Da’juantay Wynter was 10 years old when he told others to start calling him DJ.
“I thought my given name was too ghetto, and that if I went by Da’juantay my whole life, I wouldn’t get anywhere,” he said.
That changed his senior year of high school though, after he got accepted to WashU.
“I created this dream of going to college as Da’juantay; it was only right that I live that dream out as Da’juantay, not DJ.,” he said. “So, I reclaimed my name and started being myself unapologetically regardless of the space I am in.”
Wynter came to WashU from Sacramento, Calif. He attended high school where 99 percent of the students were at or below the poverty level and 96 percent were students of color. Wynter said that he became serious about attending college his freshman year of high school and began to let go of bad habits that were a result of his environment.
“School wasn’t a priority in my household growing up,” he said. “My mom didn’t go to college, none of my siblings went to college, but I knew as a kid, college was my goal.”
Though he was drawn to the classroom, Wynter said his high school lacked many of the necessary resources to prepare students to be college ready. For instance, class was disrupted because of constant fire alarms signaling, teachers tended to move students through a grade regardless of mastering the content, and something as simple as bathroom access was only available at certain times of the day.
“I was in all AP and honors classes, but I was one of two Black men within that group of students,” he said. “Even then, the AP classes I took were not the same caliber as what was offered at the more affluent schools in my school district. It became very evident to me that my school was underfunded and under resourced.”
That’s when he decided to speak up. As a high school student, Wynter was integral in establishing the Equity Committee for the fifth largest school district in the state of California, which resulted in new athletic facilities at his school after they sat in disrepair for some 45 years.
“I became very involved at school, and I felt like I had to prove to myself and others that I deserved to be in those advanced classes and that our school and students were deserving of better facilities,” he said. “I fought hard against stereotypes that face Black men which required me to take on every opportunity that came my way.”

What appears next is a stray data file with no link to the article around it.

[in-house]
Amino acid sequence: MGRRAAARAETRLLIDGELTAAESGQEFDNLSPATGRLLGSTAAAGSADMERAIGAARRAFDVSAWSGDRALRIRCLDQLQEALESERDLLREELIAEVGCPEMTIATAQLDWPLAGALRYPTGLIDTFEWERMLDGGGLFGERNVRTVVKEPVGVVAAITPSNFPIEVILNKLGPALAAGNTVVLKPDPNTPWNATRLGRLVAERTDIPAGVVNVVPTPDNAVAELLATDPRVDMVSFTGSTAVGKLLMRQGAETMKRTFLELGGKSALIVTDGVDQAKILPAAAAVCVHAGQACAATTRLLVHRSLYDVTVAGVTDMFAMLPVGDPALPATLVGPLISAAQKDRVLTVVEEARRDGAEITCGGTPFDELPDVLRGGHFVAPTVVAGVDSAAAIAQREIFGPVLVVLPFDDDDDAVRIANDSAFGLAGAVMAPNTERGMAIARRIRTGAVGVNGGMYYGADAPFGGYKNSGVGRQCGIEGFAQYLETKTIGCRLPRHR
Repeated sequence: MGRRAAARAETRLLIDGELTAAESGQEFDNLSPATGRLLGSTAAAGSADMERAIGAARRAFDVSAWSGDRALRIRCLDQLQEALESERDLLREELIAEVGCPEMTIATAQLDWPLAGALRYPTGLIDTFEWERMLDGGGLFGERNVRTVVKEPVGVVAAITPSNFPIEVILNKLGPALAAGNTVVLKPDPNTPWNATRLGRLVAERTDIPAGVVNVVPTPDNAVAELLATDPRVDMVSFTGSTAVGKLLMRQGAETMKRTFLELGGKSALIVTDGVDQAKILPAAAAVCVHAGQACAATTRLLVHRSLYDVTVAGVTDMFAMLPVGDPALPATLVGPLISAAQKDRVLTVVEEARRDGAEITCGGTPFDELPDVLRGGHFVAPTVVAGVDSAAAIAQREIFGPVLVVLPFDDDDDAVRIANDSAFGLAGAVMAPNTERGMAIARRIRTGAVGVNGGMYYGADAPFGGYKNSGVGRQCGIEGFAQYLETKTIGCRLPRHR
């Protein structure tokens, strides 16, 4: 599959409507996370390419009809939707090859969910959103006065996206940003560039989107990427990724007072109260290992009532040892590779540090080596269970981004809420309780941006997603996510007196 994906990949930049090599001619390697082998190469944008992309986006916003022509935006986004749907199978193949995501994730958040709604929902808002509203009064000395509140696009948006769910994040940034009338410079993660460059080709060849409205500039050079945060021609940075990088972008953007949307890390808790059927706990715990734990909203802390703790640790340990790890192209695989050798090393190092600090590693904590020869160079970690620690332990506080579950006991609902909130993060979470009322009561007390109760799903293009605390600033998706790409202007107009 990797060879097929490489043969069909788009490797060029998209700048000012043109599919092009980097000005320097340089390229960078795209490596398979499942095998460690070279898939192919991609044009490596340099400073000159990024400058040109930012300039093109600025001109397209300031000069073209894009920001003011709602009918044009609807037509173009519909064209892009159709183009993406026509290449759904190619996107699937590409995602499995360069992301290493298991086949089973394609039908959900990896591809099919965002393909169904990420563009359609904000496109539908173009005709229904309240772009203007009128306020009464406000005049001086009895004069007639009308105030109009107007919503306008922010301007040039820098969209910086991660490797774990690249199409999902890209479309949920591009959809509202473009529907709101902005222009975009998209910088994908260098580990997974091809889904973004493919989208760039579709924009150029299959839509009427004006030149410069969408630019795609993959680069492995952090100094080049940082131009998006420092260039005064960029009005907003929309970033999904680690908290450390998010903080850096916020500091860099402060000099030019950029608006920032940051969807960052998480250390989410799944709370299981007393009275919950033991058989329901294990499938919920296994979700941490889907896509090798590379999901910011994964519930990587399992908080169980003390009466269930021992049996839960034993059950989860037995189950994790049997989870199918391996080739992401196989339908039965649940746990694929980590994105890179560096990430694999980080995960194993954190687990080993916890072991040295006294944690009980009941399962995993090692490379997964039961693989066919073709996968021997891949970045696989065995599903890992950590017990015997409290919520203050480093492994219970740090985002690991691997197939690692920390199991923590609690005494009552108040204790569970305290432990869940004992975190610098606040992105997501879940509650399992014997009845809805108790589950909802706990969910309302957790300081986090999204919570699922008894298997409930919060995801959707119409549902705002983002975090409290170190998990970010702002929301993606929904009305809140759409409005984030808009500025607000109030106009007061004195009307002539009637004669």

With that, two life-changing opportunities did come his way. The first was the Buck Foundation Scholarship, which he received as one of only five students in northern California his sophomore year of high school.
“Receiving that scholarship was life-changing,” he said. “I was given a mentor and he was my first Black male role model. He really showed me that college could be something for me and has impacted my life beyond measure.”
Then during his junior year, Wynter applied for and received the Hamilton Scholarship, an award bestowed to only 20 students across the United States.
Despite the scholarships and mentorship, Wynter nearly fell short of coming to WashU because, of all things, he was offered a job promotion as manager of a fast-food restaurant where he’d been working full-time to help support his family during the pandemic.
“I had to focus on what was most important and that was helping my family and making sure I was taking care of things financially,” he said. “The strains of poverty were still holding me down. I should have been happy, proud of myself to be promoted to manager, but that’s not where I wanted my life to go.”
Admittedly, the full-time job affected his academic performance, but ultimately Wynter worked enough overtime so he could quit that job, and during his senior year, focus on grades, applying to college, and directing his life how he saw fit.
With the help of his mentors, Wynter came to find WashU had the resources and support to guide him through transitioning to studying and living at a university.
“When I was looking at schools, I knew I needed a school that could walk me through the process of transitioning into an academic environment because I didn’t have that kind of support at home,” he said. “Getting into college is one thing, but getting through college is another thing, and I knew that. I knew I needed a school that could support me strategically and long-term and WashU has been doing that.”
Getting into college is one thing, but getting through college is another thing, and I knew that. I knew I needed a school that could support me strategically and long-term and WashU has been doing that.
Wynter said the Ervin Scholars Program has been integral in his success, and he’s been able to make friends with professors because of smaller class sizes, travel at least once a month since coming to WashU, and even lose 70 pounds because of access to a healthy lifestyle and food choices.
“It’s so crazy how WashU has completely and totally transformed my life,” he said. “But it shouldn’t be that way. The truth is my story is very rare and extraordinary. I am one very blessed and lucky person, but if I didn’t get the Buck and Hamilton scholarships I would not be where I am today. There are a lot more kids who need resources than those programs can support. They are a Band-Aid to the issue of inequality in our public school system.”
That’s why Wynter is passionate about fixing the educational system and intends to pursue a career in educational policy and advocacy, but only after he completes a law degree.
There are a lot more kids who need resources than those programs can support. They are a Band-Aid to the issue of inequality in our public school system.
“For me, my degree from WashU will be freeing; it will break generational chains,” he said. “But that’s also why I feel compelled to be a vessel for something bigger than just myself and hope to make impactful change within the systems, especially education, that disadvantage Black people.”